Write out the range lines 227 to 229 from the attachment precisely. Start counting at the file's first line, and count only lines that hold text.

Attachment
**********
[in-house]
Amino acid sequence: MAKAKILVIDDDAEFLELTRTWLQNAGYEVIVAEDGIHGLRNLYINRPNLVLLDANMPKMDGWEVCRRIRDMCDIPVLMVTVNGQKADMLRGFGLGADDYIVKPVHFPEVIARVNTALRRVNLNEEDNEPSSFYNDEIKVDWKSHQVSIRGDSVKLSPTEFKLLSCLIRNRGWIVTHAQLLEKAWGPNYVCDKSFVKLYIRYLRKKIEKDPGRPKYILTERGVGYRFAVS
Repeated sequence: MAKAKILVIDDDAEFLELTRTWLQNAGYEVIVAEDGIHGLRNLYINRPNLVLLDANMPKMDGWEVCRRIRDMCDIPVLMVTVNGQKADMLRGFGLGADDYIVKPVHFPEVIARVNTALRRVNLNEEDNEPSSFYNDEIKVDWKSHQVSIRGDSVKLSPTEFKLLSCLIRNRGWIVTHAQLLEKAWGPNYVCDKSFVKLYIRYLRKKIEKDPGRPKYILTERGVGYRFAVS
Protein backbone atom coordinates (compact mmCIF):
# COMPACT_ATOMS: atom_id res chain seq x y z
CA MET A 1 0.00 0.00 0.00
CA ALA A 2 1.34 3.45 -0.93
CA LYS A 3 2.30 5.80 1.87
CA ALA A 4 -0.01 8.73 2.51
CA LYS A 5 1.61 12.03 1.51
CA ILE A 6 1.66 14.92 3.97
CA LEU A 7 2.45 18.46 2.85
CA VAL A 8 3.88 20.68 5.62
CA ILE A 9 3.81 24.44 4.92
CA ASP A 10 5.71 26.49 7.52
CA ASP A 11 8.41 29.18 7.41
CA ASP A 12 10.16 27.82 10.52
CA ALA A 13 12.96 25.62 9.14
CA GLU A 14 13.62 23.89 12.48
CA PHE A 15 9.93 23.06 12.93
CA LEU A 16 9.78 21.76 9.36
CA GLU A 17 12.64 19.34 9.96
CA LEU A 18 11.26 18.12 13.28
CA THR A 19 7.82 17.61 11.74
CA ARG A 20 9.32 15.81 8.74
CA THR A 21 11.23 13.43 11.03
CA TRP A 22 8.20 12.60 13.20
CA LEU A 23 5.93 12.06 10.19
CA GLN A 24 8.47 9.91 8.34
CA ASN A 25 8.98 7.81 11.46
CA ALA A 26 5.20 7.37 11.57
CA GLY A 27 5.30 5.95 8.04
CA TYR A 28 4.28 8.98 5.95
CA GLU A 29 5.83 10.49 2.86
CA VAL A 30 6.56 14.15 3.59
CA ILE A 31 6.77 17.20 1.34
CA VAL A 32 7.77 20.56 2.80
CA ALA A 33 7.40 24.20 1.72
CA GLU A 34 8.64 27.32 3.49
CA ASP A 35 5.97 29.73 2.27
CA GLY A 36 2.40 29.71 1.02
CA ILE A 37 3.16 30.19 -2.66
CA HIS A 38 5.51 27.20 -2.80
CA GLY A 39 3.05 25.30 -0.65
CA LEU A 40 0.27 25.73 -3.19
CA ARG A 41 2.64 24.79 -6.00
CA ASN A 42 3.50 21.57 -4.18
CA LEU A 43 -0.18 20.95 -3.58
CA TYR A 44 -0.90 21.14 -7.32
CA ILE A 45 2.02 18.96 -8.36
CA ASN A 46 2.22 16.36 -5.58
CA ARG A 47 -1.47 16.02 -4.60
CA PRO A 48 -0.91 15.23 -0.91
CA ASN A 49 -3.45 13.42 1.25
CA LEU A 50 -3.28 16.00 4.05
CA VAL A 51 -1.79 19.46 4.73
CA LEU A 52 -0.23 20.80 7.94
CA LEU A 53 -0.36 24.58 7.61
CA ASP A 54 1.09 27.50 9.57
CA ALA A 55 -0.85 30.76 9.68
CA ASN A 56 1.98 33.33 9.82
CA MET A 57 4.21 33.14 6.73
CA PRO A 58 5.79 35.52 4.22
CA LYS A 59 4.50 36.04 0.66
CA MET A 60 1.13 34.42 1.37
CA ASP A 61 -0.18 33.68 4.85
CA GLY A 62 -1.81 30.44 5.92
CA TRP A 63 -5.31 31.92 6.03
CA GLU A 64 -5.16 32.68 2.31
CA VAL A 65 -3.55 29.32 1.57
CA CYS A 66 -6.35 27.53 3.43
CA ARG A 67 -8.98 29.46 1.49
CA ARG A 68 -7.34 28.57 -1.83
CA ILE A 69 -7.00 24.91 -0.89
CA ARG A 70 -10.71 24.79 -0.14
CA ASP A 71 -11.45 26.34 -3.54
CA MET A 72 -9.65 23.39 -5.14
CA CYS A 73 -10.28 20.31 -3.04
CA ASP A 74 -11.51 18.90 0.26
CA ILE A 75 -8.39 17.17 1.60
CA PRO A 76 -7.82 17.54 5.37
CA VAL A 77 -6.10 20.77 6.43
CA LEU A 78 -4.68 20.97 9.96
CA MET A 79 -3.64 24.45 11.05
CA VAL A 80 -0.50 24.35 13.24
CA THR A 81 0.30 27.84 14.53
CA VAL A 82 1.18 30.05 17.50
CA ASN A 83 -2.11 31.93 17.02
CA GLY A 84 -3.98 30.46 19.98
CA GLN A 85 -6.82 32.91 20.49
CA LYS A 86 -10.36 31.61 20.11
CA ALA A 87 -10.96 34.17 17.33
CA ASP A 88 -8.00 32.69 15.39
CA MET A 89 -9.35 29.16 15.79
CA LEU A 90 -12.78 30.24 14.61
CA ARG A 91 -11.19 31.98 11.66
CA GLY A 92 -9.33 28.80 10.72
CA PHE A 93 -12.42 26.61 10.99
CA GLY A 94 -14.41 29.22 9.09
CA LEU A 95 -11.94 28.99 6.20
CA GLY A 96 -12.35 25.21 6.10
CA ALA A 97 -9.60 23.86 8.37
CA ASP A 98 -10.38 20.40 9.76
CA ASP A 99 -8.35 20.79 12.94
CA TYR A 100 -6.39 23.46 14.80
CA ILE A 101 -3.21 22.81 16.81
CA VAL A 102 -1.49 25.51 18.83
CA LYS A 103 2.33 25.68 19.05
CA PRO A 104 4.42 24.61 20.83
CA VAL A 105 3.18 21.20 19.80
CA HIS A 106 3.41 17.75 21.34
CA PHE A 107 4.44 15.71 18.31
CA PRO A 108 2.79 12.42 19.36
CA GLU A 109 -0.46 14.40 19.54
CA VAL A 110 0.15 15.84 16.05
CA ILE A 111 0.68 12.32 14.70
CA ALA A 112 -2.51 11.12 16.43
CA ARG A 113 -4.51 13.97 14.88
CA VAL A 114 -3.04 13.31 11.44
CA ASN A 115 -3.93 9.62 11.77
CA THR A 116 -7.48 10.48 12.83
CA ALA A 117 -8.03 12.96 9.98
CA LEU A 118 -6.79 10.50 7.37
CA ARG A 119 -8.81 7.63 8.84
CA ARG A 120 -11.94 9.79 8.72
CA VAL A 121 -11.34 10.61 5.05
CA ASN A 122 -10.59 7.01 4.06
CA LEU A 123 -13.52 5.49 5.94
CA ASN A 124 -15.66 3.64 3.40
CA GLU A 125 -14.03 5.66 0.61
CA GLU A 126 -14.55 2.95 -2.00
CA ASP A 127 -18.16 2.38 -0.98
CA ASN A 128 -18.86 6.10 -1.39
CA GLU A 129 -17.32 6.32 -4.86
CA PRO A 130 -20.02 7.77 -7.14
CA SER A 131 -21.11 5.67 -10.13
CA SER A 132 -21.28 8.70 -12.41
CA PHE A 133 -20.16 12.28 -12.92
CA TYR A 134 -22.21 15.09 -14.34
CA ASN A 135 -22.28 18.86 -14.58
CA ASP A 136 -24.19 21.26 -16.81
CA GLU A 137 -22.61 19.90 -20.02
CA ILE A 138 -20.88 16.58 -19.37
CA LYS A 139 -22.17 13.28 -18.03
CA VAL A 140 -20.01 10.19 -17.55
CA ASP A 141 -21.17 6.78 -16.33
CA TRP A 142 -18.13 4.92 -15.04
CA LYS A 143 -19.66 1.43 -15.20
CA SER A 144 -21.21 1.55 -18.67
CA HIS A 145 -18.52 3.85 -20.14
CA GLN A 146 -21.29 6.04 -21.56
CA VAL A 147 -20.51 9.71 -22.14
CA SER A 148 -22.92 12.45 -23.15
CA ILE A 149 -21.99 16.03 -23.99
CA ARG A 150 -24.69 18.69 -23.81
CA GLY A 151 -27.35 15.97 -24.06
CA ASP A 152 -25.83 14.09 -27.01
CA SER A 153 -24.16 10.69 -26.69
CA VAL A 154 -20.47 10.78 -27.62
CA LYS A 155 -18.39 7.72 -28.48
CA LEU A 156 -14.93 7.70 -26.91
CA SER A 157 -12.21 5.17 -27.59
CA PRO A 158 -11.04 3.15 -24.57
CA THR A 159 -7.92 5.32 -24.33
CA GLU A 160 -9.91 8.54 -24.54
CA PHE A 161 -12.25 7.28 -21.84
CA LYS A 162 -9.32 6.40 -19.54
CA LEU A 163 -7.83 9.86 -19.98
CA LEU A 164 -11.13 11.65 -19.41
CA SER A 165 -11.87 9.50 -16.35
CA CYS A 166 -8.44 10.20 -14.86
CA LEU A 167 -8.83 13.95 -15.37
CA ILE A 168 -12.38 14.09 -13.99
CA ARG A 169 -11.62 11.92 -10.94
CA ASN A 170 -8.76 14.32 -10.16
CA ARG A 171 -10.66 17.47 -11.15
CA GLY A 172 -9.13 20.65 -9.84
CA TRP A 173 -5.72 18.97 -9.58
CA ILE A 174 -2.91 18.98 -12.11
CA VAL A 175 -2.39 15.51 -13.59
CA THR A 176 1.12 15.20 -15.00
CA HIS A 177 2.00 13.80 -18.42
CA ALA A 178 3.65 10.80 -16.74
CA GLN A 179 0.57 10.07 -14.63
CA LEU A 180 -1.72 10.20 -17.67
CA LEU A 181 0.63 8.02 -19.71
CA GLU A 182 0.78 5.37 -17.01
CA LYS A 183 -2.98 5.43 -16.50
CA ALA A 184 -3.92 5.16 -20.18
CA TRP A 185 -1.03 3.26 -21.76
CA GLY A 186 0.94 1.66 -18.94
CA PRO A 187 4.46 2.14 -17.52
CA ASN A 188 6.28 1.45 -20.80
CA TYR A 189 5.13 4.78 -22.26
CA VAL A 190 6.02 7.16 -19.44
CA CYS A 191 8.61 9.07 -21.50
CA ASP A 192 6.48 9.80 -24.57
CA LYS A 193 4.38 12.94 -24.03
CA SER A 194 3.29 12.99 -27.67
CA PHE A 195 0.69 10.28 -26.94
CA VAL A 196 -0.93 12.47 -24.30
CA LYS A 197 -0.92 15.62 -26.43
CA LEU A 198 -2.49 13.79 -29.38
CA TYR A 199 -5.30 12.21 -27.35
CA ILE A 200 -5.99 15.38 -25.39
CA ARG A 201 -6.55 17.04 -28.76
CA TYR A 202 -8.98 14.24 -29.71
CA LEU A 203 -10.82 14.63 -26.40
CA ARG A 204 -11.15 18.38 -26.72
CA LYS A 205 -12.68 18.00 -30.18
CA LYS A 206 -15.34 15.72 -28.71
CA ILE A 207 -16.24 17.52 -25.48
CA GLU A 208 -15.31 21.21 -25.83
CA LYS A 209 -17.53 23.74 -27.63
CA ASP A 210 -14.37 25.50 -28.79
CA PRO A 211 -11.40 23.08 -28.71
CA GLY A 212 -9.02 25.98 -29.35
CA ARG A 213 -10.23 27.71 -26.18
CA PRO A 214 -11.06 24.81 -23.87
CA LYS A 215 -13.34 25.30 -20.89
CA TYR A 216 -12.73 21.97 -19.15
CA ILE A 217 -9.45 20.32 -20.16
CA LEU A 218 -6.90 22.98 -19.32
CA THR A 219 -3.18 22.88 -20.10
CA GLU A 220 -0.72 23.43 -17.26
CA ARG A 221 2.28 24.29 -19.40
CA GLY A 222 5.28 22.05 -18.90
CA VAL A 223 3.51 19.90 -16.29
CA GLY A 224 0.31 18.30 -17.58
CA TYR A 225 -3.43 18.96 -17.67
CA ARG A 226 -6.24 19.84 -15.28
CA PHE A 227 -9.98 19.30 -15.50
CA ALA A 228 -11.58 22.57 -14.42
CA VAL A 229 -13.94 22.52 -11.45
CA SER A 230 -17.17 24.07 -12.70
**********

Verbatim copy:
CA GLY A 222 5.28 22.05 -18.90
CA VAL A 223 3.51 19.90 -16.29
CA GLY A 224 0.31 18.30 -17.58